Chad Joe is a successful owner of thoroughbred horses who is the first to admit his involvement in the sport was the furthest thing from his mind as recently as two years ago.

Joe, the president of Westcoast Mining Contractors in Sechelt on British Columbia’s sunshine coast, became interested in horse racing strictly by accident after an impromptu lunch at Hastings Racecourse with media relations director Greg Douglas.

How the two met is a story in itself.

It was back in 1981 when a national story in Maclean’s Magazine discussed the challenges of some of Canada’s poorest families. There was mention of a single mom on welfare in Whalley, B.C., who was struggling with raising five children.

Douglas was promoting a Vancouver visit by the Harlem Globetrotters at the time and invited the Joe family to be courtside guests.

Chad was 14 then. Some 32 years later, he contacted Douglas to thank him.

“It’s something I had promised to do dating back all those years,” Joe said. “Obviously it took me a while to follow through.”

Joe and his wife Christa were given a backstretch visit at Hastings after lunch and decided at that moment to get involved in the sport.

They were introduced to veteran trainer Craig MacPherson and hit it off instantly.

In 2013, Joe purchased his first horse — a three-year-old filly named Kate’s Posse — for $10,000 at the Ocala Breeders Winter Mixed Sale.

“She never made it to the starting gate,” Joe recalled. “After bowing a tendon before even racing we sent her back to Florida and bred her to a top stallion. It was part of the business we had no interest in getting into, but were forced to because of her injury.”

Their first runner was Miss Derek, claimed out of a race in California. She went on to win $160,000 with Hastings victories in the Vancouver Sun Handicap, Hong Kong Jockey Club and Supernaturel stakes.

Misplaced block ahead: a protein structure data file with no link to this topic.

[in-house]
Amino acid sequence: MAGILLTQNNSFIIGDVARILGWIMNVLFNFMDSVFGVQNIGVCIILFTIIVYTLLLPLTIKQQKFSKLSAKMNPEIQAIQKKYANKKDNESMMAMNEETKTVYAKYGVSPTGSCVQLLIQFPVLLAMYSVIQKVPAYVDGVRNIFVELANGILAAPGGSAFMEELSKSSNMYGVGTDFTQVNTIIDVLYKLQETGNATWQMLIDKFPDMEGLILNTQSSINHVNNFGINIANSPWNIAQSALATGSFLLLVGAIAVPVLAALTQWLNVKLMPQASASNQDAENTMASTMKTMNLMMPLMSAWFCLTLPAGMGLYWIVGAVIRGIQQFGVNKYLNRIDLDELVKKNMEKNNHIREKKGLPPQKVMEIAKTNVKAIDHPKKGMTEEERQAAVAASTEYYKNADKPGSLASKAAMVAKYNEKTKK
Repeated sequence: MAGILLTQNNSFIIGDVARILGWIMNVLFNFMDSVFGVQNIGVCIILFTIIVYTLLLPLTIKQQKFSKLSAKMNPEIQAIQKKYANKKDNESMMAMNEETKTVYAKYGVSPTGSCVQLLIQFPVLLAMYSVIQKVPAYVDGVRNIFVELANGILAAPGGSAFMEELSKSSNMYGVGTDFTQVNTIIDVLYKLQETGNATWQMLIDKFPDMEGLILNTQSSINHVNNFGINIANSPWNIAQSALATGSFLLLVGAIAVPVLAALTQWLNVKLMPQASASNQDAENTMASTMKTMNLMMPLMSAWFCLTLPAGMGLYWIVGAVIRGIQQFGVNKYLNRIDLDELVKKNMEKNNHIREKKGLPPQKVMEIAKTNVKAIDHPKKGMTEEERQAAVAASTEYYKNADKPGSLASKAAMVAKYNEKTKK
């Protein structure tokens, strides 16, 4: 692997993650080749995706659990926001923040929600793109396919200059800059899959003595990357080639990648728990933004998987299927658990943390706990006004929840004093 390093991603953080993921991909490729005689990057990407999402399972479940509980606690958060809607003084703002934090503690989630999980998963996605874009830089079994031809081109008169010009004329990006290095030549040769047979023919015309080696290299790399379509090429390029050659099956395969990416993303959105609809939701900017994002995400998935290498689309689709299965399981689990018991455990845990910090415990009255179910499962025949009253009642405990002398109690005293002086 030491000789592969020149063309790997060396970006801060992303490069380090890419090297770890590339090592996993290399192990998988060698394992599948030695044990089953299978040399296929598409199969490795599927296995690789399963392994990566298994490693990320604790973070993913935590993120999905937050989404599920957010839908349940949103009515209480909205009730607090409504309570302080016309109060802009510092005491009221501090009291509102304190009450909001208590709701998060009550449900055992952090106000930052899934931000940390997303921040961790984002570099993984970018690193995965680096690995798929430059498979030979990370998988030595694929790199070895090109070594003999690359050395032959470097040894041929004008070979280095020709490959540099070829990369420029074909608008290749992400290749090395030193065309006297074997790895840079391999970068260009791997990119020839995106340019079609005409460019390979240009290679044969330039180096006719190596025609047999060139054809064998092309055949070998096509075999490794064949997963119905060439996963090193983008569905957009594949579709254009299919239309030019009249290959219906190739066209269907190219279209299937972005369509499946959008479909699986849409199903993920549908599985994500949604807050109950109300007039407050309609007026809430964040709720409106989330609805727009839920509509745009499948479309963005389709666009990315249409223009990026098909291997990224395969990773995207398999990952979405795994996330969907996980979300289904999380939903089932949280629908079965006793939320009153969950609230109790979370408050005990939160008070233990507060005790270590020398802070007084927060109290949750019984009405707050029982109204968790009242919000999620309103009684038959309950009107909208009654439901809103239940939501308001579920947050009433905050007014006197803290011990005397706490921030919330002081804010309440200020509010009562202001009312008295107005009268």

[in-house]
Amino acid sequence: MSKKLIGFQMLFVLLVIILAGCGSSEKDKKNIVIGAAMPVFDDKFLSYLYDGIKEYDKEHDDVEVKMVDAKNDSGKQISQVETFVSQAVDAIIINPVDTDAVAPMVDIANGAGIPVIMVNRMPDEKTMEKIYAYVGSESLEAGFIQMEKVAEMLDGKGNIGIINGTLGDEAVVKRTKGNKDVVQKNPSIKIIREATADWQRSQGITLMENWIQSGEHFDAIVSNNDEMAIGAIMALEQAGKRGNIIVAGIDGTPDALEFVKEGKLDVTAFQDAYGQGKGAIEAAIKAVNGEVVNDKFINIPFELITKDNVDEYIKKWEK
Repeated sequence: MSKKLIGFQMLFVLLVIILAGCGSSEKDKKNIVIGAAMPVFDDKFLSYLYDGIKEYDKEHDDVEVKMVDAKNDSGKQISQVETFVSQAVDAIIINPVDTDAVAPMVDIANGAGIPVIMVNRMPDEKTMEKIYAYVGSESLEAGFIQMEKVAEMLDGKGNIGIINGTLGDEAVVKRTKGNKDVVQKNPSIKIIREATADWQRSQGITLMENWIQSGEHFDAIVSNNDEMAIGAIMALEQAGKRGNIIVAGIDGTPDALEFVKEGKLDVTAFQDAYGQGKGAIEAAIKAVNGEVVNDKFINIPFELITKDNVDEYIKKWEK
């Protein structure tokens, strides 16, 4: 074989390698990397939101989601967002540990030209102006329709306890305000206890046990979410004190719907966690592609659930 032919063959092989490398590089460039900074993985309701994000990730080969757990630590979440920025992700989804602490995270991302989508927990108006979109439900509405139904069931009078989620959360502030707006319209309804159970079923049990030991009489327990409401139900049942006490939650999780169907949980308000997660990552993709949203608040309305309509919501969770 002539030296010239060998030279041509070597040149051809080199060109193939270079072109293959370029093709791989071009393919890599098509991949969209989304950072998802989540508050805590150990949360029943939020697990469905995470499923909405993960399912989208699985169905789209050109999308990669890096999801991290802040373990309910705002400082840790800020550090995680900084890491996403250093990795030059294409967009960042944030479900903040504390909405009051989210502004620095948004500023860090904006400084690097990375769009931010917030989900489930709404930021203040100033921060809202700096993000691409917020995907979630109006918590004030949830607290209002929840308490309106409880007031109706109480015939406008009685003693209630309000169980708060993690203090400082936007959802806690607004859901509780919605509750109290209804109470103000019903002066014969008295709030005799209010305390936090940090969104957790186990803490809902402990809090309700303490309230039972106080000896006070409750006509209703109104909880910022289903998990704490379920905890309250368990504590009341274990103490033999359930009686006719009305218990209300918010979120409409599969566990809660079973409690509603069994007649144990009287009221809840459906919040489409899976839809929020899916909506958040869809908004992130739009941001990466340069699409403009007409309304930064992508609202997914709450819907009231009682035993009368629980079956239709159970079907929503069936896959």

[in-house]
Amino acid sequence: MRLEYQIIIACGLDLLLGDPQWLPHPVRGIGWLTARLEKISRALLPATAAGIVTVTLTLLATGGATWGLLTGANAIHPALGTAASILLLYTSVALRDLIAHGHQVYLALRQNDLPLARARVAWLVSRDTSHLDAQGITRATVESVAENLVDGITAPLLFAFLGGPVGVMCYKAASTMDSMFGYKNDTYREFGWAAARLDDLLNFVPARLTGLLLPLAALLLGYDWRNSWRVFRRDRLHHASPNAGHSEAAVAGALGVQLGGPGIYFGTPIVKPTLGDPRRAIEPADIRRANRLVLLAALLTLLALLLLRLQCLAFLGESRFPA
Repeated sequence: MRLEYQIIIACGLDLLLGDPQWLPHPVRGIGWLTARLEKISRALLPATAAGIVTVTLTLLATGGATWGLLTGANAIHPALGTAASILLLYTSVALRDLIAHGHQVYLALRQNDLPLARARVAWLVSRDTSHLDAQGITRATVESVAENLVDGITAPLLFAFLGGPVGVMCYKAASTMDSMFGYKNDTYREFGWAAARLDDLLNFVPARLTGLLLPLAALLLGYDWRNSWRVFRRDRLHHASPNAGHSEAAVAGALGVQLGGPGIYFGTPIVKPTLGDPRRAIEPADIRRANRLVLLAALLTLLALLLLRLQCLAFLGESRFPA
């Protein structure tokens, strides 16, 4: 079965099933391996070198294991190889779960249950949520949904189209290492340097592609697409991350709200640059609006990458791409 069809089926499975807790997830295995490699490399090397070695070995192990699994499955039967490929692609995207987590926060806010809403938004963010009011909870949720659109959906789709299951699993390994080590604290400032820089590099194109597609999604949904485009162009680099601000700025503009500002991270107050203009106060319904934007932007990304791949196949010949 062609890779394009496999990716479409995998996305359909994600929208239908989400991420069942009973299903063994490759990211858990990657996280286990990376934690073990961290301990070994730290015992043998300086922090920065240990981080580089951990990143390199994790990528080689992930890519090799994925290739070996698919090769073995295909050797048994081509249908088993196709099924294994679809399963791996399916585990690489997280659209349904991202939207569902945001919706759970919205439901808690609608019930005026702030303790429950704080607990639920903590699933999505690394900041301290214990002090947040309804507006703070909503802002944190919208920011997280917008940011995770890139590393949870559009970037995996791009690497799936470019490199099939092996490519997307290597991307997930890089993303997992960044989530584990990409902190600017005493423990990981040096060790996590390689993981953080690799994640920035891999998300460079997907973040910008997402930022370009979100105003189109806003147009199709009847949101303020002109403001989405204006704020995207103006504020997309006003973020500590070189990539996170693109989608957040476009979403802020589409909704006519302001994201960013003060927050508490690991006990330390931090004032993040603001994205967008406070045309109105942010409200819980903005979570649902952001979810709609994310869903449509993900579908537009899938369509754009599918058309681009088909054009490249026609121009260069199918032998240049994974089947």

Joe then purchased Florida-bred Reporting Star who won five races worth more than $500,000 in purse earnings.

He is the first to admit his success in the horse racing would not be possible without the people around him, acknowledging MacPherson, Woodbine trainer Pat Parente and bloodstock agents Mike Miller and Brendon Walsh as key contributors.

When Joe made the decision to become involved in horse racing, he had a five-year business plan in place.

“Last year, we had about 20 horses and whittled it down to about 10. We now have two at Hastings, four at Woodbine, two at Keeneland and a Roseburg yearling bought at the CTHSBC Fall Sale in BC and a few broodmares.

Joe’s latest purchase is Royal Story, a two-year old filly his trainer at Churchill Downs in Kentucky says has plenty of potential.

“In her first race, she goes right to the lead and wins by three lengths,” he said. “The trainer says her next race is an allowance race in two weeks. If all goes well, she will run probably in the Kentucky Oaks, so we have high hopes with her.”

As for that five-year plan, “Right now were already ahead and if things keep going forward as they are now, we’ll exceed those goals. The past three years there have been lots of people looking after us. Which is why I believe friends are a gift to yourself. You also realize the joy horses have also brought to me and my family. We’ve had a lot of kind people in the racing business looking after us. It’s been a wonderful ride.”